To coincide with International Workers' Day celebrations, the Human Rights Department at the Ministry of Interior (MoI) has met with a number of the heads and representatives of communities living in Qatar.
Representatives of the Egyptian, Sudanese, Yemeni, Sri Lankan, Bangladeshi, Filipino, Indonesian, Nepalese and Indian communities were invited for a meeting with Lt Col Saad Salem al-Dosari, assistant director of the department.
While welcoming the community heads, Lt Col al-Dosari stressed that expatriate workers enjoyed various forms of care, including economic, social, health, legal and security protection by virtue of Article 30 of the Qatar Constitution, which states that “the relationship between workers and employers is founded on social justice and regulated by the country's law”, and Article 52, which says “every legitimate resident of the country is entitled for protection for his personality and his property according to the provisions of the law”.
These constitutional principles, he said, have been embodied through legal and institutional frameworks as clearly mentioned in the Qatar Labour Law that applies the principle of equality for Qatari and expatriate workers in rights and obligations in the areas of wages, hours of work, leave, end-of-service benefits and compensation for work-related injuries and others.
There are many institutions concerned with the protection of migrant workers’ rights, such as the MoI, the Ministry of Labour and Social Affairs, judiciary and the National Human Rights Committee, it was mentioned at the meeting.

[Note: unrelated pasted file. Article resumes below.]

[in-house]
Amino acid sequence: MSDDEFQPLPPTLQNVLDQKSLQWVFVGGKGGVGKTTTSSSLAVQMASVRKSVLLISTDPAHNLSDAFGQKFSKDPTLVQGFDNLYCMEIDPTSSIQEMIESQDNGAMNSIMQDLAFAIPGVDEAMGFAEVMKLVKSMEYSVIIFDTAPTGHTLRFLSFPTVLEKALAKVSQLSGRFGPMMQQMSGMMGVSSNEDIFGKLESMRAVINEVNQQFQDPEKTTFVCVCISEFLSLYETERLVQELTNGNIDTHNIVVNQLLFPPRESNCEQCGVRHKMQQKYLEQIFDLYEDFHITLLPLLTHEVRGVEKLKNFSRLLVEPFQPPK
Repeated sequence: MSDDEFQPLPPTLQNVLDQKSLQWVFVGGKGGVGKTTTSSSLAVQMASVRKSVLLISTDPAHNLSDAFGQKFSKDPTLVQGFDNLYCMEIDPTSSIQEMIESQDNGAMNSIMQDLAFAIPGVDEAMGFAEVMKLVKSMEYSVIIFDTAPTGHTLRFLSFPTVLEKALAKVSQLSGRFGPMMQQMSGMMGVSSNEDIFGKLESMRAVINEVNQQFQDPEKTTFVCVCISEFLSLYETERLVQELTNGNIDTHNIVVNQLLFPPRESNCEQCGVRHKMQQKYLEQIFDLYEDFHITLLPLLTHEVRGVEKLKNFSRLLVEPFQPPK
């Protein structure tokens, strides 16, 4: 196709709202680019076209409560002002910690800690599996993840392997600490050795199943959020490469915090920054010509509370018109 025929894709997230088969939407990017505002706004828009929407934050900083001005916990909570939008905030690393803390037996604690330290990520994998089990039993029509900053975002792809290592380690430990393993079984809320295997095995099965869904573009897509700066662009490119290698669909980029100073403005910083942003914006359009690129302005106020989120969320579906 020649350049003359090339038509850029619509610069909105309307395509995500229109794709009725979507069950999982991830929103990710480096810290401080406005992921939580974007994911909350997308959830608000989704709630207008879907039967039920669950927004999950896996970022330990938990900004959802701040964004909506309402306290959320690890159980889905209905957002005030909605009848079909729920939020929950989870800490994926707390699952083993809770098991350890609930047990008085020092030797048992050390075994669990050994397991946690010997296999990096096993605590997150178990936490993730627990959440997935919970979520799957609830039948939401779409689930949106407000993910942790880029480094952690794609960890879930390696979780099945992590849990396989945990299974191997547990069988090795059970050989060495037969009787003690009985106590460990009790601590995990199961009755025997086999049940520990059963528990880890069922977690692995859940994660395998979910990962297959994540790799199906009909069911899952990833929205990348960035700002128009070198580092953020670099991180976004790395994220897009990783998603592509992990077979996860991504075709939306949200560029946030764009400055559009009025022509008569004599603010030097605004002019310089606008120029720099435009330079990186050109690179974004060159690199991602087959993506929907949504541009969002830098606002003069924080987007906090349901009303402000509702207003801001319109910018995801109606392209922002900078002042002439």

Lt Col al-Dosari said there is security and protection for expatriate workers on a par with citizens on the basis of its inherent jurisdiction to ensure security, peace, crime prevention and control and maintaining law and order. MoI departments such as Traffic, Civil Defence, Immigration and Rescue provide services to expatriates at the same level as they serve the local society.
In addition to its legal, awareness, control and social roles, the Human Rights Department also deals with issues between workers and employers. These cases are dealt with based on the principles of equality, justice, legality and simplicity of procedures in accordance with the Labour Law and Residence Law.
The Residence Law consists of many clauses in favour of expatriate workers as it permits permanent sponsorship change from the employer in case of proven abuse by him and temporary sponsorship in case there is a pending case or petition in court.
The law also protects the worker from human trafficking by making it illegal to hand over the employee to other employers. The law also stipulates the employer to hand over an employee’s passport to the latter once the residence permit procedures are completed.
While lauding the country and its reforms for protecting the welfare and interests of its expatriate workforce, head of the Egyptian community Dr Mohamed Najjar recalled that in his long stay in Qatar, he never experienced any discrimination whatsoever. "This is because the citizens and expatriates are enjoying all rights and freedom in the country and the Qatari law never discriminates among people on the basis of their nationality, ethnicity or religion.''
Legal consultant at the Human Rights Department, Dr Osama Thabit Alousi, reminded the community heads of Qatar National Vision 2030, which has its focus on building a just and secure society based on high morals, social welfare, the promotion of a spirit of tolerance and constructive dialogue and openness to other cultures in line with its Arab and Islamic identity.
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